Marketing for Professionals

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Several years ago, I was riding the Metro subway in Washington, DC and got off at the end of the line.  The location was in a depressed area, and few businesses were there for commuters.  As I waited for my ride, I saw these two boys carrying a huge box of M&Ms in hopes of selling to weary commuters.

I found it amusing that these young men were hustling in such a manner. Yet, this spoke to the spirit of entrepreneurs.  The boys found an unmet need in the market.  Yes, with no stores located in the immediate area, these young men sold a lot of M&Ms to hungry commuters.

With increasing competition abroad, today’s professionals cannot afford to be ignorant in understanding business practices such as marketing.  The problem is that marketing is not second nature for all business professionals.

Sadly, most business owners do not have the time to take a long, drawn-out college course, while others want a simple process for understanding the basic concepts until they can take more formalized courses.  In fact, when you do not have a lot of money to spend on advertising your product, you have to be smarter and more creative in order to stay ahead of the competition. 

Marketing is the cornerstone of understanding today’s economic changes. Philip Kotler and Kevin Keller, authors of Marketing Management, argue the important of understanding marketing concepts for today’s professionals: “The first decade of the 21st century challenged firms to prosper financially and even survive in the face of an unforgiving economic environment.  Marketing is playing a key role in addressing those challenges…Thus financial success often depends on marketing abilities.”

Consequently, marketing gives individuals the ability to understand how to locate these opportunities and what to do with them when you find them.  According to the American Marketing Association, marketing can be defined as an organizational function and a set of processes for creating, capturing, communicating, and delivering value to customers. However, the simplest definition is that marketing is about understanding and satisfying customer wants or needs.

In fact, there are times when customers do not know what they want or desire. Marketing then becomes that linchpin in the process of finding a solution for the consumer.  Traditionally, marketing has been defined in terms of four variables described as the marketing mix, or the 4 Ps: product/service, price, placement, and promotion.

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In fact, the marketing mix is the controllable set of activities that entrepreneurs use to attract or respond to the needs of their target market.  In essence, entrepreneurs attempt to create value for their customers.  Value relates to the customer viewpoint, not that of the business.  Value relates to the benefits the customer perceives they are getting in exchange for their purchase of the product or service.

Business experts Donald Lehmann and Russell Winer point out that inaccurate information or incorrect analysis often leads to poor decisions about marketing a business product.  This flaw can hurt a business attempting to make a profit.  In fact, understanding competition is a point most executives miss.  Some of the questions executives should ponder include:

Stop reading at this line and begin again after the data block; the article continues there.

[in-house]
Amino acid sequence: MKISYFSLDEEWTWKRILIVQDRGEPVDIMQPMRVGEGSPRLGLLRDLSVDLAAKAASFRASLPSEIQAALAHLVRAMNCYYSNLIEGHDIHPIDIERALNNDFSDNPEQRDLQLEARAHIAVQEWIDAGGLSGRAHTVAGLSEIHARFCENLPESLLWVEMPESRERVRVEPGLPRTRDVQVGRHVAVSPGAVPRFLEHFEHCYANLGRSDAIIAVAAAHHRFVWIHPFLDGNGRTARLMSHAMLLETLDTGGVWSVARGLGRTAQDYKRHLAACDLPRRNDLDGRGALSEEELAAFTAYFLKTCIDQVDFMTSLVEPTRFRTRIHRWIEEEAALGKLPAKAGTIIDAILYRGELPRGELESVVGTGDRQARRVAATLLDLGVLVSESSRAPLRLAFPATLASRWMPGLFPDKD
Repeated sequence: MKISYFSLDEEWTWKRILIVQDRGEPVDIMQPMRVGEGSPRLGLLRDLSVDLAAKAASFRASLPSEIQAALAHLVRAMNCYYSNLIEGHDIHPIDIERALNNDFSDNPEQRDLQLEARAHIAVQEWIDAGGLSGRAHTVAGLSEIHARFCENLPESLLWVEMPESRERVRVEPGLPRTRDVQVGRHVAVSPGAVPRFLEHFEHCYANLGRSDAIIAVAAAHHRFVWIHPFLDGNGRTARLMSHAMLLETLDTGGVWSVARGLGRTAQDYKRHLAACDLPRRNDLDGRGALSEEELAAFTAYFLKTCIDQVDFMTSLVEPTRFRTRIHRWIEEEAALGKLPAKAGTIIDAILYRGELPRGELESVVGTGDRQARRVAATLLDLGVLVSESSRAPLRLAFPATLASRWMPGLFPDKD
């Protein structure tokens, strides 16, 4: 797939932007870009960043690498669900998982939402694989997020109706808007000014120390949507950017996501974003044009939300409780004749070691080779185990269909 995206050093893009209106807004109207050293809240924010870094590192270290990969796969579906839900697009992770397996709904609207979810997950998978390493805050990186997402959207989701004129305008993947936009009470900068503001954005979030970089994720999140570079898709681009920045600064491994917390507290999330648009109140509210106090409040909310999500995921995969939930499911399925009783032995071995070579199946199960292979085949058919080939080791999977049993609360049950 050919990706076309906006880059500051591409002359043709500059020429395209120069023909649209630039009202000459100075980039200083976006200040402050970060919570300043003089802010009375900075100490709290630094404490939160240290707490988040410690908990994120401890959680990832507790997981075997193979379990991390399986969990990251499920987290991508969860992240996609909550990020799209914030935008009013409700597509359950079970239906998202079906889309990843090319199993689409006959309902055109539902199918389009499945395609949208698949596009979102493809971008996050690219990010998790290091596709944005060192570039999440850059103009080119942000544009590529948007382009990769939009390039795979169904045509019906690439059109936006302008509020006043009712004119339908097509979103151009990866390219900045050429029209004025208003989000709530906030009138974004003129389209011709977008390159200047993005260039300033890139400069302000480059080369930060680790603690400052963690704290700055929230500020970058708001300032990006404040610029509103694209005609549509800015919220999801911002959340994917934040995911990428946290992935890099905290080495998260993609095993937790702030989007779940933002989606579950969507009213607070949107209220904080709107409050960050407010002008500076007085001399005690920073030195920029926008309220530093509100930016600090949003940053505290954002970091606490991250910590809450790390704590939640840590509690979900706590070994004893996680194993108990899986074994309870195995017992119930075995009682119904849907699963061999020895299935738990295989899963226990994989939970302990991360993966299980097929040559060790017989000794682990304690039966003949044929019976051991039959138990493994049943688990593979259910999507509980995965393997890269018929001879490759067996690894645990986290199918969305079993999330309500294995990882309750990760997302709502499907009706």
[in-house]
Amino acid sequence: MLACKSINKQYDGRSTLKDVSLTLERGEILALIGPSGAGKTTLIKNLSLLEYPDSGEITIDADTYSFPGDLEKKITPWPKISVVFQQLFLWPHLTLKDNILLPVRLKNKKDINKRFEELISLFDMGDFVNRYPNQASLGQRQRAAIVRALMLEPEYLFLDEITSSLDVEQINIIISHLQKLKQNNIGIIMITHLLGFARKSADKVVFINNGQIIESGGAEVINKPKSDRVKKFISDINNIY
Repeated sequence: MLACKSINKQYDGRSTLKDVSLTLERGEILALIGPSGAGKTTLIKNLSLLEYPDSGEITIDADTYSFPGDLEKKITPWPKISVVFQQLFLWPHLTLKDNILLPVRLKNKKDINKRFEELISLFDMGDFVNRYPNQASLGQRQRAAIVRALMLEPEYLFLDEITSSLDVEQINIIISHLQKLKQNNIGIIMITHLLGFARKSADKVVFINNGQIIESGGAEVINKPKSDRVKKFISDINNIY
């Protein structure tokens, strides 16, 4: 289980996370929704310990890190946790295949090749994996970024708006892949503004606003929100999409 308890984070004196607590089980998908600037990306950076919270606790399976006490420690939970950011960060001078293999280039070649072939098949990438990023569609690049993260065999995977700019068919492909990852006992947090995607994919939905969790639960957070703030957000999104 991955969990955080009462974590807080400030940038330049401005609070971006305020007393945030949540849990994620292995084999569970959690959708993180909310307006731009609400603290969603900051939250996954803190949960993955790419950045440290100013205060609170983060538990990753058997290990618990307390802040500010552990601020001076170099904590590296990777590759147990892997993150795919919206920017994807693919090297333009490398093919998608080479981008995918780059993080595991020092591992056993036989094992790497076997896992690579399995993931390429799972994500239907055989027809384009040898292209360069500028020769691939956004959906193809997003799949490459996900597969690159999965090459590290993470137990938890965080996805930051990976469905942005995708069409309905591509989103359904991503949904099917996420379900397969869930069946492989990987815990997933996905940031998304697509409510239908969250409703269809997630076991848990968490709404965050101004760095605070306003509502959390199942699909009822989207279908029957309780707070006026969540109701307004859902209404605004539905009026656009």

•       Who are my competitors?
  •       What are the competing product features?
  •       What is their positioning strategy?
  •       What markets do they currently own and their future?
  •       How do you distinguish your products from those of your competition?
  •      How do consumers make this distinction in products?

In today’s global markets, organizations cannot operate with a ‘trial and error’ mentality.  In fact, what worked yesterday is no guarantee that it will be successful in the future.  Business professionals who are less knowledgeable about marketing and marketing forces are a liability to organizations that aim for sustainable success.

Successful entrepreneurs understand how to tap into their target market instead of random selling.  Why should the expectations be any lower for today’s professionals?  Therefore, savvy professionals seek to understand and implement effective marketing strategies. 

Please discuss the value of understanding marketing concepts for professionals based on your own work experience.

© 2013 by Daryl D. Green

Customer Value Perception

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Organizations should think strategically when creating value perceptions of their products or services.  In fact, they should seek to establish a formal tiered system where possible. Strategic leaders have a long view on value creation. 

Strategic thinking is defined as ‘the generation and application of business insights on a continual basis to achieve competitive advantage.’ In fact, strategic thinking focuses on value creation by enabling a provocative and creative dialogue among people who can affect a company’s direction.